Step 1: Build the base first
Here's a worktable that
takes only an afternoon to build
and can absorb a real pounding.
It's as rugged as a spendy European-style
woodworker's bench, but it's made
entirely from 2x4s. To build it, you'll need:
- Four 33-in. 2x4s (legs A)
- Four 46-in. 2x4s (long stretchers B)
- Four 16-1/2 in. 2x4s (end stretchers C)
- Fifteen 5-ft. 2x4s (bench top D)
- Sixteen 3-1/2 in. x 3/8-in. carriage bolts, nuts and washers Sixteen 3-in. x 3/8-in. lag screws
- 2 lbs. of 3-in. deck screws
Build the base first
Clamp together the stretchers and legs, then predrill and bolt the base together. Keep the width of the legs from outer edge to outer edge at exactly 16-1/2 in. Use this base as a large sawhorse to assemble the top.
Finished Workbench and Construction Details
Use the parts list in Step 1 and this photo to organize and assemble the workbench parts.
Step 2: Assemble the top
Cut 15 top boards 5 ft. long and rip them to 3 in. wide with a table saw so the top will glue up flat without the typical rounded edges of 2x4s. For the leg slot, cut two of the top boards into three pieces: a 39-in. middle piece and two 7-in. end pieces. Glue and screw the top together, one board at a time, with 3-in. deck screws, keeping the ripped edge facing up and level with the adjoining boards. Use a corded drill so there's plenty of oomph to drive each screw below the surface. Note that the third glue-up from each end is where each leg notch is inserted. You can also create a nifty tool tray in the top by notching the three top pieces with a jigsaw. Clamp every 8 in. or so before driving in the 3-in.deck screws. Predrill the screw holes near the ends to prevent splitting. When you're screwing on the 7-in. long 2x4s to create the leg slots, use a scrap piece of 2x4 as a spacer.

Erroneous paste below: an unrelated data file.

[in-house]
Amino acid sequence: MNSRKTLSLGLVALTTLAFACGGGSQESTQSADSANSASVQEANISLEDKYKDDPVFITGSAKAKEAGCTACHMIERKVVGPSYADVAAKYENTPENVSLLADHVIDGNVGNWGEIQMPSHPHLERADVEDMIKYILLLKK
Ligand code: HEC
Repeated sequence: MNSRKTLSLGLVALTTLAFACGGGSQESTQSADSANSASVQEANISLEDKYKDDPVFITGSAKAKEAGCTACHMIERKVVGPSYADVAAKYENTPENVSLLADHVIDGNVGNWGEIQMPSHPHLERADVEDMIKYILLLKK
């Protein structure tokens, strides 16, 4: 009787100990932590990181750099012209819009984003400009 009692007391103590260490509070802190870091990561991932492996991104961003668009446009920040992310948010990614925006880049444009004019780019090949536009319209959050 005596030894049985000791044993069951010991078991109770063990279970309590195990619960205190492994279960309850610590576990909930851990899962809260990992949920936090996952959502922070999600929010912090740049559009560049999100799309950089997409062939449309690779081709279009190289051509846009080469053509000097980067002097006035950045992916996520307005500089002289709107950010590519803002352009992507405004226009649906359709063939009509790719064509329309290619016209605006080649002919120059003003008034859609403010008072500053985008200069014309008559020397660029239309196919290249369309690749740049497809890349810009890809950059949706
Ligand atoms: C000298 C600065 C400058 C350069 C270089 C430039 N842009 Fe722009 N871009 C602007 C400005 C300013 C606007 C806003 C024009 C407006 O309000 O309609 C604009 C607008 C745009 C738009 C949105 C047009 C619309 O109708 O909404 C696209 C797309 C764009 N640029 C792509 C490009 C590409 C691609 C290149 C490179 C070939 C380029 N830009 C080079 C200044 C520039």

Step 3: Final assembly
Before joining the top to the base, loosen the bolts and screws on the lower stretchers to create a little play in the leg posts. Align the top notches with the leg posts and tap the top into place with a hammer and piece of scrap wood, working evenly around the table until all leg posts are level with the tabletop. Tighten the lower stretchers and you're done. A hefty thanks to Doug Merrill for this weighty idea.